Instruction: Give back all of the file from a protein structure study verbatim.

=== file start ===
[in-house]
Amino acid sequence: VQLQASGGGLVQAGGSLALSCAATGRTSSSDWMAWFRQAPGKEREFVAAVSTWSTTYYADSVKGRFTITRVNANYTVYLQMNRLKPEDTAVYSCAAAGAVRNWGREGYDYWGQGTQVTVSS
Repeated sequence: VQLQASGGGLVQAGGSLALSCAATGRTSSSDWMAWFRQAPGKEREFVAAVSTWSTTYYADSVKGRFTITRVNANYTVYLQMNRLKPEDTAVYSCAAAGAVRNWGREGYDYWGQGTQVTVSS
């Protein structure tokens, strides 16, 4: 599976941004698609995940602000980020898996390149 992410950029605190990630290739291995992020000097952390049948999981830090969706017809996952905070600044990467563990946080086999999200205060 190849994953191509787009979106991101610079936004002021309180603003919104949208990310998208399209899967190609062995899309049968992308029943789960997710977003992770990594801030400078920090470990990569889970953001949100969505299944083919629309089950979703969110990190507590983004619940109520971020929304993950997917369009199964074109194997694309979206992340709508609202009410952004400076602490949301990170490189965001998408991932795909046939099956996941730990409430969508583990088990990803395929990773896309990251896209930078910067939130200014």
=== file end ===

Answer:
[in-house]
Amino acid sequence: VQLQASGGGLVQAGGSLALSCAATGRTSSSDWMAWFRQAPGKEREFVAAVSTWSTTYYADSVKGRFTITRVNANYTVYLQMNRLKPEDTAVYSCAAAGAVRNWGREGYDYWGQGTQVTVSS
Repeated sequence: VQLQASGGGLVQAGGSLALSCAATGRTSSSDWMAWFRQAPGKEREFVAAVSTWSTTYYADSVKGRFTITRVNANYTVYLQMNRLKPEDTAVYSCAAAGAVRNWGREGYDYWGQGTQVTVSS
């Protein structure tokens, strides 16, 4: 599976941004698609995940602000980020898996390149 992410950029605190990630290739291995992020000097952390049948999981830090969706017809996952905070600044990467563990946080086999999200205060 190849994953191509787009979106991101610079936004002021309180603003919104949208990310998208399209899967190609062995899309049968992308029943789960997710977003992770990594801030400078920090470990990569889970953001949100969505299944083919629309089950979703969110990190507590983004619940109520971020929304993950997917369009199964074109194997694309979206992340709508609202009410952004400076602490949301990170490189965001998408991932795909046939099956996941730990409430969508583990088990990803395929990773896309990251896209930078910067939130200014």